Busing around this city is made incredibly easy by utilizing Google Maps in combination with a custom bus app for Seattle called One Bus Away. Begin planning your excursion by plugging your destination into google maps and selecting the bus icon. This will show you the closest bus stops and which bus numbers to take. Then, move over to One Bus Away to look at your stop and determine when your bus will be arriving. This app is preferred to a regular bus schedule because it provides real time updates for the arrival of your bus so you don’t wait around for 10 minutes if a bus is running late. This is especially helpful if you want to get out on one of Seattle’s infamous drizzly days.
What to do?
PARKS/ SPLASH PADS
Check out Seattle.gov to find a park, pool, spray park or wading pool in your area. The city does an excellent job of maintaining these public spaces.
Seattle sports teams are integral to the culture of the city and are always an enjoyable experience. The reason I recommend soccer rather than football is due to the length of the game itself, the time they usually play, and the price you will pay for a ticket. Check a reputable source like TicketMaster or StubHub for resale tickets since Craigslist transactions for digital tickets are always questionable.
Alki Beach in West Seattle
- Crowded and street parking only, but gorgeous view of the city and LOTS of bar/ restaurant options nearby
Golden Gardens in Ballard
- Campfires available, as well as sand volleyball courts and walking trails
Discovery Park in Magnolia
- Parking is limited and shuttles operate only on the weekends. Over 11 miles of trails in the area leading to the beachfront and lighthouse.
Parking at most hike locations besides Rattlesnake Ledge require a Discover Pass. You can either pay $10 per use at the trailhead or $35 for an annual pass. Before you purchase the pass, check the website for free use days. Keep in mind that holidays and weekends will be very busy for these kid-friendly hikes that are so accessible to the city. If at all possible, plan your outings to these hikes (as well as other popular attractions) on weekdays or off-times.
- Twin Falls (3.6 miles out and back, 31 miles from city center)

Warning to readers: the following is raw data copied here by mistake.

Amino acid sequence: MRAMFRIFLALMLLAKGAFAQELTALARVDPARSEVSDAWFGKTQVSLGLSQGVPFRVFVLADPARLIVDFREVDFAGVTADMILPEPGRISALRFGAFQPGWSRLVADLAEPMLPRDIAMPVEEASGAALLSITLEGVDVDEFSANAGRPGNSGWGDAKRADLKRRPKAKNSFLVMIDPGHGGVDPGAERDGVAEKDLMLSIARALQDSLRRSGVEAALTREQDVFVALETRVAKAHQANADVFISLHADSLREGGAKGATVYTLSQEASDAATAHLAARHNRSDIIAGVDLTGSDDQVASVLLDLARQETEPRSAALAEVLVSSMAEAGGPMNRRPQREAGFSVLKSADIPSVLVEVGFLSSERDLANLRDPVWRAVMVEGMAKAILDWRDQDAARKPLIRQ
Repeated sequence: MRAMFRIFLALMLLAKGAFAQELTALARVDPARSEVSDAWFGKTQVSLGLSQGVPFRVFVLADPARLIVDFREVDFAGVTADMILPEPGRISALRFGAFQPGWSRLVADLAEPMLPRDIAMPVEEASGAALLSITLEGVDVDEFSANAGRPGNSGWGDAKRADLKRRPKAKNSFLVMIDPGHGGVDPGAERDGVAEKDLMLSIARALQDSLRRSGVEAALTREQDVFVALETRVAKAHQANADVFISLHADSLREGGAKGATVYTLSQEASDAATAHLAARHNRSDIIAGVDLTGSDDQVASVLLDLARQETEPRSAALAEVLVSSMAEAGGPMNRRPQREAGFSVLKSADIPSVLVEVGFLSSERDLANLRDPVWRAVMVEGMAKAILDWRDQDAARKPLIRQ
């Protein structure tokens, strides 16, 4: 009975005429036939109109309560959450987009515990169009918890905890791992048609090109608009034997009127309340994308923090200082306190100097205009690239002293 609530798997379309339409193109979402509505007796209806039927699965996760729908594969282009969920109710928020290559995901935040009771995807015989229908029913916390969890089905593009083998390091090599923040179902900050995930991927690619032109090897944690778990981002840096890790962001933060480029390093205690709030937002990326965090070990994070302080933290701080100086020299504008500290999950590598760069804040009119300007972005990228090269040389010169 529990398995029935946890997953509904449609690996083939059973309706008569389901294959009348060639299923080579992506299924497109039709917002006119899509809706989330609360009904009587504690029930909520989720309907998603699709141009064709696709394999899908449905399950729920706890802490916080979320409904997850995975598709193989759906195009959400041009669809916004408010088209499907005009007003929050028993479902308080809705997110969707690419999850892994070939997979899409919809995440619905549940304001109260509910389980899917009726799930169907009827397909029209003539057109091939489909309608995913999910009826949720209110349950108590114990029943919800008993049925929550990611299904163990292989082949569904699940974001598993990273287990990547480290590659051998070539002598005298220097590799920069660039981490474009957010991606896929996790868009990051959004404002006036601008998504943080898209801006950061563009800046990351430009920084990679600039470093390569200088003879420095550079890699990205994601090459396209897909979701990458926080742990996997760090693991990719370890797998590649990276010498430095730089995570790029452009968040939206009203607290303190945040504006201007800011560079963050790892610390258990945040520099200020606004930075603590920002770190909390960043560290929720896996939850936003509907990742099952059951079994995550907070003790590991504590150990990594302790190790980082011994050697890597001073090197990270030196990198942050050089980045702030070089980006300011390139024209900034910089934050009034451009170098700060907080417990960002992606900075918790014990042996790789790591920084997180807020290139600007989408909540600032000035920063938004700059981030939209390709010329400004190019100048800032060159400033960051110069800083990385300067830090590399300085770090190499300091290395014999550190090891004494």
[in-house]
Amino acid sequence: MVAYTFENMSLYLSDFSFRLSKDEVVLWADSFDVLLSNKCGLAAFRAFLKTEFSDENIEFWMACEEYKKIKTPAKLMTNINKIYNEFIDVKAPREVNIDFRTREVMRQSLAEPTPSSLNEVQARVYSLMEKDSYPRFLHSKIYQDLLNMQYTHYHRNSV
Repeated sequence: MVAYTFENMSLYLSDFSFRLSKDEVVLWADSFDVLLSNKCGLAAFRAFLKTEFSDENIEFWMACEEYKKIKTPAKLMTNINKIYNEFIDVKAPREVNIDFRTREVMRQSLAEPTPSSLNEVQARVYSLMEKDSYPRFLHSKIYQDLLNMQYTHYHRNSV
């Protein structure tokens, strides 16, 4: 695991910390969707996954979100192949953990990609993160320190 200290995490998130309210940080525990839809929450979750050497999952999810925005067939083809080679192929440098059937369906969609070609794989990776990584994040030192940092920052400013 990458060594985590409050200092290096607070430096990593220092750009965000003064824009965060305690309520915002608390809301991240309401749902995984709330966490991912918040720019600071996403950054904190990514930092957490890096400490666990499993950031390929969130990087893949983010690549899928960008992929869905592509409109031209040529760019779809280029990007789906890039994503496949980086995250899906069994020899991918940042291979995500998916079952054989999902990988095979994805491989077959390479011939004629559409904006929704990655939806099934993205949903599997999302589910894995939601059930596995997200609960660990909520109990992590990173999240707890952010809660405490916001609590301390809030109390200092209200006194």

- Little Si (3.7 miles out and back, 33 miles from city center)
- Rattlesnake Ledge (5.1 miles out and back, 35 miles from city center)
- Poo Poo Point (7.2 miles out and back, 20 miles from city center)
During the summer months, the Pacific Northwest is a literal smorgasbord of fresh berries! There are several U-Pick berry farms just outside the city, most on the east side near Bellevue/ Redmond. Larsen Lake Blueberry Farm is a personal favorite with a great variety of other local produce as well.
A must-see Seattle classic landmark. Plan on spending some time walking around, watching the flying fish, smelling the gorgeous and dirt-cheap floral bouquets, and getting free produce samples. When it comes to spending your money on snackables in the area, don’t miss the Daily Dozen mini donut stand in the south hall of the market, Piroshky Piroshky for something savory out on the east side of the street, and Rachel’s Ginger Beer in Post Alley.
Again, this is an iconic area with lots to do, but also tends to be very busy and many attractions are going to be on the pricey side. Start your exploration of the area at the “Artists At Play” Playground. This excellent playground is right next to the Museum of Pop Culture (formerly the Experience Music Project) and directly under the umbrella of the Space Needle. Pacific Science Center is also nearby, as is Chihuly Garden and Glass (though probably NOT recommended for families with toddlers, because duh).
If you happen to be parked in the Seattle area for an extended vacation, make sure to check out the following locations to visit as well. You won’t regret it.
Mount Rainier National Park
San Juan Islands